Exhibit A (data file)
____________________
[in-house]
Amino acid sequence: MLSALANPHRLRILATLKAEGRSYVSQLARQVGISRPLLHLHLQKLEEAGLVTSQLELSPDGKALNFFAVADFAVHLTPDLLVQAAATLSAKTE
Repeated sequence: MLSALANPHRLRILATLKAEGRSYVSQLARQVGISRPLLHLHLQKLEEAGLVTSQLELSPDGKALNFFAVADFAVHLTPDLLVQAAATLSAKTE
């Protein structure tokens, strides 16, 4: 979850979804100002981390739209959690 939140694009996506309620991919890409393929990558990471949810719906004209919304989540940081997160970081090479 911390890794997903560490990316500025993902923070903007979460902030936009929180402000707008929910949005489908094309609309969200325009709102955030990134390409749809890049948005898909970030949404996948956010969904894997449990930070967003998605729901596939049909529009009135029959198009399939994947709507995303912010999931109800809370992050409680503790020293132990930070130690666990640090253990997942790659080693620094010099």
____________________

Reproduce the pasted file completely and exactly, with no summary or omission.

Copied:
[in-house]
Amino acid sequence: MLSALANPHRLRILATLKAEGRSYVSQLARQVGISRPLLHLHLQKLEEAGLVTSQLELSPDGKALNFFAVADFAVHLTPDLLVQAAATLSAKTE
Repeated sequence: MLSALANPHRLRILATLKAEGRSYVSQLARQVGISRPLLHLHLQKLEEAGLVTSQLELSPDGKALNFFAVADFAVHLTPDLLVQAAATLSAKTE
């Protein structure tokens, strides 16, 4: 979850979804100002981390739209959690 939140694009996506309620991919890409393929990558990471949810719906004209919304989540940081997160970081090479 911390890794997903560490990316500025993902923070903007979460902030936009929180402000707008929910949005489908094309609309969200325009709102955030990134390409749809890049948005898909970030949404996948956010969904894997449990930070967003998605729901596939049909529009009135029959198009399939994947709507995303912010999931109800809370992050409680503790020293132990930070130690666990640090253990997942790659080693620094010099």